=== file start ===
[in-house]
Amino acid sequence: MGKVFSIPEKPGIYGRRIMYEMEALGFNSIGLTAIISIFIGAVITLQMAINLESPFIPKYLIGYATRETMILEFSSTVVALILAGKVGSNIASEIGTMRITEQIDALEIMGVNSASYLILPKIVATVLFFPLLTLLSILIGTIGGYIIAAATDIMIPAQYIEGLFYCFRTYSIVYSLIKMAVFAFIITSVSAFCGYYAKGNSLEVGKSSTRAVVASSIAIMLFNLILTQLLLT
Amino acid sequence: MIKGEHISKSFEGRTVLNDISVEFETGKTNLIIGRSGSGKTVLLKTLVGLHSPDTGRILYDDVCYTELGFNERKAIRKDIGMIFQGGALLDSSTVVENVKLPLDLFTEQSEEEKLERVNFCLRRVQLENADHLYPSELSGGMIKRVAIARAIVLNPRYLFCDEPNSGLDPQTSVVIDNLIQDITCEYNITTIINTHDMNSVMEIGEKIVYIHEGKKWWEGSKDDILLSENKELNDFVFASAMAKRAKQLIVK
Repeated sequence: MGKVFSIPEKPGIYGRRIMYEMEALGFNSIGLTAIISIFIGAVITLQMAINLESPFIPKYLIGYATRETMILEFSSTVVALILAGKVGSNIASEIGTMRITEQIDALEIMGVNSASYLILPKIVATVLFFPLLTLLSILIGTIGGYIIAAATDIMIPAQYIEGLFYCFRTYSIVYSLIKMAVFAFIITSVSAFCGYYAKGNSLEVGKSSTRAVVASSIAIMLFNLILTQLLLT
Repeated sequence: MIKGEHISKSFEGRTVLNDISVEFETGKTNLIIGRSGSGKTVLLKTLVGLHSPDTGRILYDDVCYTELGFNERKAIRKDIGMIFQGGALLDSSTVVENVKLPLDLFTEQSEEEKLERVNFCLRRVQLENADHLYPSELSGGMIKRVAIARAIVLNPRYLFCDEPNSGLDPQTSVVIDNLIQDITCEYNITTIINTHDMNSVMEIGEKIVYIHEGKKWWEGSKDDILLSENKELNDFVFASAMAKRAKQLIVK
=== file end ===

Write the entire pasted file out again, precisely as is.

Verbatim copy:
[in-house]
Amino acid sequence: MGKVFSIPEKPGIYGRRIMYEMEALGFNSIGLTAIISIFIGAVITLQMAINLESPFIPKYLIGYATRETMILEFSSTVVALILAGKVGSNIASEIGTMRITEQIDALEIMGVNSASYLILPKIVATVLFFPLLTLLSILIGTIGGYIIAAATDIMIPAQYIEGLFYCFRTYSIVYSLIKMAVFAFIITSVSAFCGYYAKGNSLEVGKSSTRAVVASSIAIMLFNLILTQLLLT
Amino acid sequence: MIKGEHISKSFEGRTVLNDISVEFETGKTNLIIGRSGSGKTVLLKTLVGLHSPDTGRILYDDVCYTELGFNERKAIRKDIGMIFQGGALLDSSTVVENVKLPLDLFTEQSEEEKLERVNFCLRRVQLENADHLYPSELSGGMIKRVAIARAIVLNPRYLFCDEPNSGLDPQTSVVIDNLIQDITCEYNITTIINTHDMNSVMEIGEKIVYIHEGKKWWEGSKDDILLSENKELNDFVFASAMAKRAKQLIVK
Repeated sequence: MGKVFSIPEKPGIYGRRIMYEMEALGFNSIGLTAIISIFIGAVITLQMAINLESPFIPKYLIGYATRETMILEFSSTVVALILAGKVGSNIASEIGTMRITEQIDALEIMGVNSASYLILPKIVATVLFFPLLTLLSILIGTIGGYIIAAATDIMIPAQYIEGLFYCFRTYSIVYSLIKMAVFAFIITSVSAFCGYYAKGNSLEVGKSSTRAVVASSIAIMLFNLILTQLLLT
Repeated sequence: MIKGEHISKSFEGRTVLNDISVEFETGKTNLIIGRSGSGKTVLLKTLVGLHSPDTGRILYDDVCYTELGFNERKAIRKDIGMIFQGGALLDSSTVVENVKLPLDLFTEQSEEEKLERVNFCLRRVQLENADHLYPSELSGGMIKRVAIARAIVLNPRYLFCDEPNSGLDPQTSVVIDNLIQDITCEYNITTIINTHDMNSVMEIGEKIVYIHEGKKWWEGSKDDILLSENKELNDFVFASAMAKRAKQLIVK